Watching Petticoat Junction as a kid, I became intrigued by rain barrels. Even though the characters swam in the Shady Rest water tank in Hooterville, it always looked like a huge rain barrel to me.
I guess in a sense it was. A huge rain barrel, that is. Just not sure I’d be inclined to drink that particular water, though.
The rain barrel is really not a new idea, it goes back thousands of years and can be traced back to ancient history as a basic tool for survival. Even though these days we’ve got it a lot easier to get our water, many are using it again to catch and store rainwater. I found out through tvakids.com that you can get 700 gallons of water off an average roof during a one inch rainfall. That’s about 17 baths or 58 showers!
I’m not saying you should take a bath in one, but since rain water is free of harsh chemicals, fluoride, minerals and heavy metals (unlike our tap water) your skin and hair would thank you for it. But for the most part, that chemical free water keeps the flowers, lawns and gardens healthy. Especially during those outdoor water-ban days.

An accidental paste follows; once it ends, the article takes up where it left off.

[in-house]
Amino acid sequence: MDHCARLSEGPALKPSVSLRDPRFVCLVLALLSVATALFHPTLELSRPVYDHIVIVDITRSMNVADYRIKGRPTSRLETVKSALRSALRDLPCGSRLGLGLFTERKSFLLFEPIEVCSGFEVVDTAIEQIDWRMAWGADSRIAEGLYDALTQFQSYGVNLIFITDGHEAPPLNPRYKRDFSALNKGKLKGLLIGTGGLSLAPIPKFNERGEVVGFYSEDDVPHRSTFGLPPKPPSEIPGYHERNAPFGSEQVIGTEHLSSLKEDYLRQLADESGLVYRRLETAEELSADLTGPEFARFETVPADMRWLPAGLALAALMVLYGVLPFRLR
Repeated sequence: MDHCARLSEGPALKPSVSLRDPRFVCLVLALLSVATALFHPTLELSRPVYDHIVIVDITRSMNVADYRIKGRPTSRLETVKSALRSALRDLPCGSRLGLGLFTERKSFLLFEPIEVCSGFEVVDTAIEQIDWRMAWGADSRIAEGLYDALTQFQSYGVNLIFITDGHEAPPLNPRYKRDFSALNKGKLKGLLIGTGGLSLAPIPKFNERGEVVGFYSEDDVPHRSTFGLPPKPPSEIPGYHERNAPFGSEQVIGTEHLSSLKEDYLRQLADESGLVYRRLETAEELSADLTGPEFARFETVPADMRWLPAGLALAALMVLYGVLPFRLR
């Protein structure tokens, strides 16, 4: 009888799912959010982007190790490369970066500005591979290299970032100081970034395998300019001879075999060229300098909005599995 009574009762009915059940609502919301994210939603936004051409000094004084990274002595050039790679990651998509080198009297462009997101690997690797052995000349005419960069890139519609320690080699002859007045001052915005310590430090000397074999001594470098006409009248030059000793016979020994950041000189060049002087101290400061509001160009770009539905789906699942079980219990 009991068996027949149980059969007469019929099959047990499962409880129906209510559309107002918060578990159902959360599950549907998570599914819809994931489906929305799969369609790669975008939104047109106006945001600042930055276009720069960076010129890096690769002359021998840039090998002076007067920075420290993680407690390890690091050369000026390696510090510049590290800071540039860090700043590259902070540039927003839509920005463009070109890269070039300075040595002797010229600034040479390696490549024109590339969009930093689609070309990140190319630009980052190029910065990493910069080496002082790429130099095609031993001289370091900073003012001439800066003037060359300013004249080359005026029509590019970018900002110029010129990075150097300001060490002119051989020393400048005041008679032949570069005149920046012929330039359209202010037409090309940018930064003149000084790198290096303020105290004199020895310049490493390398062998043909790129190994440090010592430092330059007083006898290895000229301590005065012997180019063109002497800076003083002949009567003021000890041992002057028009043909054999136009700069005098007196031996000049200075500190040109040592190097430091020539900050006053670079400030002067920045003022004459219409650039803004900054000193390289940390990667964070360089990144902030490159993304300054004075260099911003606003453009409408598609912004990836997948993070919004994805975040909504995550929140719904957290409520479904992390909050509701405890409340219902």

Heavy metal ain’t for flowers.
Now, rain water is free – that’s an easy one, but for those of you whose sewer bill is based on water usage, this could mean even more savings.
But this is a biggie. According to Joshua at Maxi Container, Inc, because the lack of planning “back in the day” for proper runoff, Detroit is the number one polluter of the Great Lakes. The sewage treatment plants can’t handle the large amount of rain water and the “partially treated sewage” (and we all know what that means) ends up overflowing into the lakes. Nice.
So, maybe if we take small steps and and catch the rain to tend our gardens with, or to help keep a bit of water out of the drainage systems– Mother Nature will take care of us, too.
Source: Birgit Keil, Just Bea